03-19-2009, 09:41 PM
| || |
The time it takes for a horse to get used to you can vary upon the horse's temperament, life experiences (if it's been abused it can take ages), - etc. Grooming is often very good. It's pleasant for the horse, and if you find they have an itchy spot they love being scratched. This can really get them to bond as grooming, scratching etc is a herd bonding behaviour horses use. You can also use food, but unless you're having lots of problems bonding with a horse (especially if they've been abused) don't over do it as you don't want them always expecting food. You can even catch the horse and take him/her to some area which has some yummy grass (if they're paddock is a bit sparse and they'd be inclined to want to graze), this can have your horse thinking of you as someone who's thinking 'for' them. (If the horse is well mannerred, and does not pose any threat to your safety) You can also just go out and spend time in the paddock that horse is in. Sitting somewhere reading a book can be good. YOur horse may come over inquisitive as to what you're doing. You can pet him/her, give them a scratch fi that's what they're into etc :). Raking up/bagging horse manure in their paddock can even help in the bonding process, he/she may come over to see what you're doing and just hang around - that's something for the bonding process as your horse get's comfortable with you and you with him/her. If you're not into reading, raking manure or doing something, just sitting in the paddock doing nothing's also fine, you don't have to hdie behind an action/activity to have your horse come by and acknowledge you.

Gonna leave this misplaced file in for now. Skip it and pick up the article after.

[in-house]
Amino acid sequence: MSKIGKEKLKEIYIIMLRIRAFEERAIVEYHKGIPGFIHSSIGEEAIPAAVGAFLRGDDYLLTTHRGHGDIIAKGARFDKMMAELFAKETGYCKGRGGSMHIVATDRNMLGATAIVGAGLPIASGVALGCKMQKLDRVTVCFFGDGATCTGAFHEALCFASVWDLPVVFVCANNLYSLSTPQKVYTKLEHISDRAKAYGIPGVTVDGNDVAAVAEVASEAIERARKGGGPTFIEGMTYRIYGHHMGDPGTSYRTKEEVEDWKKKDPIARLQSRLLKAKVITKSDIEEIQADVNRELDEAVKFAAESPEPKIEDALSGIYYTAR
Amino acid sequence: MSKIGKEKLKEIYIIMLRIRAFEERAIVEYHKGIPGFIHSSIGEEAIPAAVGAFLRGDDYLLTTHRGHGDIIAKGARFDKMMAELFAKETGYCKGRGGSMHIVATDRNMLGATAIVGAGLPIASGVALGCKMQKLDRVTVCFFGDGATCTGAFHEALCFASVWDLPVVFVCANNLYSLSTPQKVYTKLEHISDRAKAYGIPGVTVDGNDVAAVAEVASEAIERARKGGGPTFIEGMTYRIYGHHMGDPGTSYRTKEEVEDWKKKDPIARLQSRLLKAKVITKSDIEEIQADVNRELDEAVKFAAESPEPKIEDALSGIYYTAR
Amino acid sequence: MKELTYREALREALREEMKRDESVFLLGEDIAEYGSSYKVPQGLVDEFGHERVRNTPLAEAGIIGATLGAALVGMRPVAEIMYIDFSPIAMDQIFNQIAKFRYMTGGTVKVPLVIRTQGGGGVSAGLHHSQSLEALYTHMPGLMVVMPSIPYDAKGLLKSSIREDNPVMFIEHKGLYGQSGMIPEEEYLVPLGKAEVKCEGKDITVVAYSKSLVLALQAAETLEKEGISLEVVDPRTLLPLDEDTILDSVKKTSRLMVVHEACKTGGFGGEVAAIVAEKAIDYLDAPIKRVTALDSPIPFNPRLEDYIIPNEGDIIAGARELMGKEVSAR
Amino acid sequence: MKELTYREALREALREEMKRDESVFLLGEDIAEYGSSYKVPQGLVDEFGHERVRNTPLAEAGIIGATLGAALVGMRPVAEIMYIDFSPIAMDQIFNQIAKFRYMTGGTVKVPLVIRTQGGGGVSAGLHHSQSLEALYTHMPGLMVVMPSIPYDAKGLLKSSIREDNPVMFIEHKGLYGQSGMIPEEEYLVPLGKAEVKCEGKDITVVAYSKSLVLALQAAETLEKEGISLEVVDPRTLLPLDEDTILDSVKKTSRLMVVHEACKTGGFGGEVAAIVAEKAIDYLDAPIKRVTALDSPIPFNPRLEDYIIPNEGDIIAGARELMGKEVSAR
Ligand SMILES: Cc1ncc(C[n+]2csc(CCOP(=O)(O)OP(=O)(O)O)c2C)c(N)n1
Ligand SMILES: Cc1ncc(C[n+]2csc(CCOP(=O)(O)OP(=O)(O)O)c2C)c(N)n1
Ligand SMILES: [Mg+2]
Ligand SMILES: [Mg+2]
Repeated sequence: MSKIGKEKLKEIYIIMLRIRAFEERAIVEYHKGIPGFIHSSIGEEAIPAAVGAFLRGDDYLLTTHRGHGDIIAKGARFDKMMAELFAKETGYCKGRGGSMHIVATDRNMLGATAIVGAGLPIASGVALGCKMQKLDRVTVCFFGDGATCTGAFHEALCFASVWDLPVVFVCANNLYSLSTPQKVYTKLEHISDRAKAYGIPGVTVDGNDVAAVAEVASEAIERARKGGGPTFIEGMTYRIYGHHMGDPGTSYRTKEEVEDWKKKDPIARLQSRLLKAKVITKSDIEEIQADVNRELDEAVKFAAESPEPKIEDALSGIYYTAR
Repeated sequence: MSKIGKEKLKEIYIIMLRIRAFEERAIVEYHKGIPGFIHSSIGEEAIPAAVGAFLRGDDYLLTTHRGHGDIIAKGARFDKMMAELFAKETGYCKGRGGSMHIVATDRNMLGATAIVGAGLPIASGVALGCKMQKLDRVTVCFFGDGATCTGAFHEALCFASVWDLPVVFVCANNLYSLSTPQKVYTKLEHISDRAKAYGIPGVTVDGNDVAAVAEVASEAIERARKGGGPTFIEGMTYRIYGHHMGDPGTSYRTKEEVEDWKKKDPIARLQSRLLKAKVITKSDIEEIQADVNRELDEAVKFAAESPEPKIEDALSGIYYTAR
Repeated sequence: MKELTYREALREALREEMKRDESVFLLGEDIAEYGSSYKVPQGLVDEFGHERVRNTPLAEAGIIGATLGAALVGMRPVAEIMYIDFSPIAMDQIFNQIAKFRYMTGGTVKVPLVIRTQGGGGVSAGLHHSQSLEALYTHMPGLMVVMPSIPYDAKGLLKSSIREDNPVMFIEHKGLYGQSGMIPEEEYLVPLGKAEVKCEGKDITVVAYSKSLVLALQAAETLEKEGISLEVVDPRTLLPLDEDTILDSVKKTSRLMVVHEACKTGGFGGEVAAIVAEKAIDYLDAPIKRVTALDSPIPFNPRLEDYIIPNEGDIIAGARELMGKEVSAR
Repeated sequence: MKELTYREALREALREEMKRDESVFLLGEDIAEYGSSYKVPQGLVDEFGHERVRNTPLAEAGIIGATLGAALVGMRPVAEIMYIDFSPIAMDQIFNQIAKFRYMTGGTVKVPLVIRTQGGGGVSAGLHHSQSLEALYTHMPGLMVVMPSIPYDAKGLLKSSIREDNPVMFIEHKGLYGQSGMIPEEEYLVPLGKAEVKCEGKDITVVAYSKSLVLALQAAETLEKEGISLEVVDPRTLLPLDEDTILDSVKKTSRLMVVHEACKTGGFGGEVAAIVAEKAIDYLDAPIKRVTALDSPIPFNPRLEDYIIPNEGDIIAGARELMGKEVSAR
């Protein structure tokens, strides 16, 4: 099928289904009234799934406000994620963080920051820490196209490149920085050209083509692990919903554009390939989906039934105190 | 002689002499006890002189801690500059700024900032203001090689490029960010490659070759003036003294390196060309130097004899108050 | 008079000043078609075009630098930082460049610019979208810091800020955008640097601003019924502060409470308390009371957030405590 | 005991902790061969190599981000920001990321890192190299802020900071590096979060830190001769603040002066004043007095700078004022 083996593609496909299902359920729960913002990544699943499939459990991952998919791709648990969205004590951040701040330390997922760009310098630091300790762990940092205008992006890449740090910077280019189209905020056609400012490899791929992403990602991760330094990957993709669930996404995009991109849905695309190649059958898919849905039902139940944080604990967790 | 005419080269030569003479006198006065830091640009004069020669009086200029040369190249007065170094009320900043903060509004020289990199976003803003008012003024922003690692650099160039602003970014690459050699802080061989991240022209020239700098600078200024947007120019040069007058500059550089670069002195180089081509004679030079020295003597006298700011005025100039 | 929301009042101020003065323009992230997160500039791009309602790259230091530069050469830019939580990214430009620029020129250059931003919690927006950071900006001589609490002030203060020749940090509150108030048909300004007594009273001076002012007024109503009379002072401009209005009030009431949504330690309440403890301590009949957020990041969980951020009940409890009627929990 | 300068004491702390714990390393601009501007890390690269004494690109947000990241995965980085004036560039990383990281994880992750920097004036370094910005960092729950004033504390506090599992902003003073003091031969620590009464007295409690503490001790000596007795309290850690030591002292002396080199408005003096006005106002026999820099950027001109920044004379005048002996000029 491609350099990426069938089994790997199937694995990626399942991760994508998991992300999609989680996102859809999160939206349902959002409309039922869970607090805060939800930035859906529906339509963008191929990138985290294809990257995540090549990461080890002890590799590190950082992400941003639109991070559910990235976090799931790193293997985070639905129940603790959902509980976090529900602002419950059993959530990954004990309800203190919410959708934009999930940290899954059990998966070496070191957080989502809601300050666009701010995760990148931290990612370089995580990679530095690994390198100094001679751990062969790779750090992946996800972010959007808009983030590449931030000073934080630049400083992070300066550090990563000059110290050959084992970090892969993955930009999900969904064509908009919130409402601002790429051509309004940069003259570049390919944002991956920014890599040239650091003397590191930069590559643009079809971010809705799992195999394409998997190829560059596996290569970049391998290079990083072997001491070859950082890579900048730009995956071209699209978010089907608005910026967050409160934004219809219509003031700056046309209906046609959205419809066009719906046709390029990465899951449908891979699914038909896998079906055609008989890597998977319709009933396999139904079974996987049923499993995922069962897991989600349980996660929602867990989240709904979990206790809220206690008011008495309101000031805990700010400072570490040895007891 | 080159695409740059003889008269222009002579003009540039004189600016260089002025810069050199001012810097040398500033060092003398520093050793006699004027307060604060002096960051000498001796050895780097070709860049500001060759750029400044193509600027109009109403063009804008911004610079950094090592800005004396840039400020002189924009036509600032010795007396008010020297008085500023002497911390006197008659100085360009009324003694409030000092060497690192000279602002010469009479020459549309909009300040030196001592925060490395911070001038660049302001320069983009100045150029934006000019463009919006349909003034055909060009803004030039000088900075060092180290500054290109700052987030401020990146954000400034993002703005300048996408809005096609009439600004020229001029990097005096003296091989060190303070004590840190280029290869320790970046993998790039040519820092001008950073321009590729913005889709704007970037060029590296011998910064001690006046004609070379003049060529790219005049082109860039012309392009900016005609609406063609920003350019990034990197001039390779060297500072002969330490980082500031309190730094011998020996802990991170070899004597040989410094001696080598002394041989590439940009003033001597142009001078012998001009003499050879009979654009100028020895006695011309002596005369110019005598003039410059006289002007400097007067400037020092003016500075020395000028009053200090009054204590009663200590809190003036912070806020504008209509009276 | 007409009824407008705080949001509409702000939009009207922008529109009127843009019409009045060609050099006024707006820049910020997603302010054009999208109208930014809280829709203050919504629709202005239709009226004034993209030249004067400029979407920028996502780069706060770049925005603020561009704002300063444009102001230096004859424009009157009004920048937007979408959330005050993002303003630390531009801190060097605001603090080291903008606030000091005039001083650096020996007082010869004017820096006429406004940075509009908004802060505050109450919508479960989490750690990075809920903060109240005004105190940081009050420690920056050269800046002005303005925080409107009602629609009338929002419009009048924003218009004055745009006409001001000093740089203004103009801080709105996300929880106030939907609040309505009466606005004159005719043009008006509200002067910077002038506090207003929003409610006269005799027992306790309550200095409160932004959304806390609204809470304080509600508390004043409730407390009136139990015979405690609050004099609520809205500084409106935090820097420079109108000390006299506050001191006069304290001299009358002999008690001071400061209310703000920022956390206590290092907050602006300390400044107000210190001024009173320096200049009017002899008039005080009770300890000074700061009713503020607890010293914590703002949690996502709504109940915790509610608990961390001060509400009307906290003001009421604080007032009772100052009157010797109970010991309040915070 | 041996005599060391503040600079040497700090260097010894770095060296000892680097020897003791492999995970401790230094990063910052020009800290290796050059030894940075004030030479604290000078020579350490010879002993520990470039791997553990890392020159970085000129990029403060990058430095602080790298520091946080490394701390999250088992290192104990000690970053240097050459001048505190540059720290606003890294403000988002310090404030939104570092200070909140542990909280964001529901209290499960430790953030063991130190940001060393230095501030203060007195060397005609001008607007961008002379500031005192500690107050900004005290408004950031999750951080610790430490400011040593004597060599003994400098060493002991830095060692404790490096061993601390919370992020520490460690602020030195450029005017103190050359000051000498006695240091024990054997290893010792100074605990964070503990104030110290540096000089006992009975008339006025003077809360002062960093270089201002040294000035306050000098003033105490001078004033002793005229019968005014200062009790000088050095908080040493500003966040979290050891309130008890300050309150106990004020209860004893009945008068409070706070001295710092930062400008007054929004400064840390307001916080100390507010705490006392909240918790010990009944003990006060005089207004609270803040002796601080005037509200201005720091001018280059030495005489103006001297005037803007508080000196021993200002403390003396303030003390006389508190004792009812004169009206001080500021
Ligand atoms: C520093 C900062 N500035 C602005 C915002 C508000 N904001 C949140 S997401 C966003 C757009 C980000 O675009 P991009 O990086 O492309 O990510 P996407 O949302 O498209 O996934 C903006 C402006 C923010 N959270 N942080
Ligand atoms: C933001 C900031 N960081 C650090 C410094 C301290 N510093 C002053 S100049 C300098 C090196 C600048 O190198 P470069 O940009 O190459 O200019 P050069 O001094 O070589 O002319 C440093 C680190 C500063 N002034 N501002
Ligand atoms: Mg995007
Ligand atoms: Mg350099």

Basically anything that has you nearby your horse can have you bonding with them.